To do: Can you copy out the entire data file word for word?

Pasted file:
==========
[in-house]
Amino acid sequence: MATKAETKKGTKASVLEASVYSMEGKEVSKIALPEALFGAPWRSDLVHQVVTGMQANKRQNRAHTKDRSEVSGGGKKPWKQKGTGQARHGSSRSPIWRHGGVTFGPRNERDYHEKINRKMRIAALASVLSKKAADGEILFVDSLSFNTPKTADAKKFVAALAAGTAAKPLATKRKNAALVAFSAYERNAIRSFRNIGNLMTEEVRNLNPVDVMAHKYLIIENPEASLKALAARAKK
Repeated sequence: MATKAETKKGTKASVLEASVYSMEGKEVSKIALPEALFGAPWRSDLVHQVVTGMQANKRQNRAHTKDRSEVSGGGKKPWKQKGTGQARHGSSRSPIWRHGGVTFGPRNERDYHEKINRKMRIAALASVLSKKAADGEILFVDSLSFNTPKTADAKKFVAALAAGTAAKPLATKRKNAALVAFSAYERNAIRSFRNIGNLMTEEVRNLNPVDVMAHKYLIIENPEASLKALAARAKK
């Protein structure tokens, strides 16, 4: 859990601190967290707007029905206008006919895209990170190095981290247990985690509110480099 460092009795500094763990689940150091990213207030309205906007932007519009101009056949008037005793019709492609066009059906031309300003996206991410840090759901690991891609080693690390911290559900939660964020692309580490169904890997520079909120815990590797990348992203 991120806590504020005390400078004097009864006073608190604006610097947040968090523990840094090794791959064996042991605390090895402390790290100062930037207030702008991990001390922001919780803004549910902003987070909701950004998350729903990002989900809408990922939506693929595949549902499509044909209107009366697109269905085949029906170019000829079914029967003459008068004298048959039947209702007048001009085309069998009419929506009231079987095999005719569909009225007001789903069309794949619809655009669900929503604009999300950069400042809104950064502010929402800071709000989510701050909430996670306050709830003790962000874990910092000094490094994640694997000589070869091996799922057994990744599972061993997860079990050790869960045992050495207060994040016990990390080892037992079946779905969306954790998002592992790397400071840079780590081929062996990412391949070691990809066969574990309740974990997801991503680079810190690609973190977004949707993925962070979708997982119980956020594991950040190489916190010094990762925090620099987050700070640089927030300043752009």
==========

[in-house]
Amino acid sequence: MATKAETKKGTKASVLEASVYSMEGKEVSKIALPEALFGAPWRSDLVHQVVTGMQANKRQNRAHTKDRSEVSGGGKKPWKQKGTGQARHGSSRSPIWRHGGVTFGPRNERDYHEKINRKMRIAALASVLSKKAADGEILFVDSLSFNTPKTADAKKFVAALAAGTAAKPLATKRKNAALVAFSAYERNAIRSFRNIGNLMTEEVRNLNPVDVMAHKYLIIENPEASLKALAARAKK
Repeated sequence: MATKAETKKGTKASVLEASVYSMEGKEVSKIALPEALFGAPWRSDLVHQVVTGMQANKRQNRAHTKDRSEVSGGGKKPWKQKGTGQARHGSSRSPIWRHGGVTFGPRNERDYHEKINRKMRIAALASVLSKKAADGEILFVDSLSFNTPKTADAKKFVAALAAGTAAKPLATKRKNAALVAFSAYERNAIRSFRNIGNLMTEEVRNLNPVDVMAHKYLIIENPEASLKALAARAKK
């Protein structure tokens, strides 16, 4: 859990601190967290707007029905206008006919895209990170190095981290247990985690509110480099 460092009795500094763990689940150091990213207030309205906007932007519009101009056949008037005793019709492609066009059906031309300003996206991410840090759901690991891609080693690390911290559900939660964020692309580490169904890997520079909120815990590797990348992203 991120806590504020005390400078004097009864006073608190604006610097947040968090523990840094090794791959064996042991605390090895402390790290100062930037207030702008991990001390922001919780803004549910902003987070909701950004998350729903990002989900809408990922939506693929595949549902499509044909209107009366697109269905085949029906170019000829079914029967003459008068004298048959039947209702007048001009085309069998009419929506009231079987095999005719569909009225007001789903069309794949619809655009669900929503604009999300950069400042809104950064502010929402800071709000989510701050909430996670306050709830003790962000874990910092000094490094994640694997000589070869091996799922057994990744599972061993997860079990050790869960045992050495207060994040016990990390080892037992079946779905969306954790998002592992790397400071840079780590081929062996990412391949070691990809066969574990309740974990997801991503680079810190690609973190977004949707993925962070979708997982119980956020594991950040190489916190010094990762925090620099987050700070640089927030300043752009």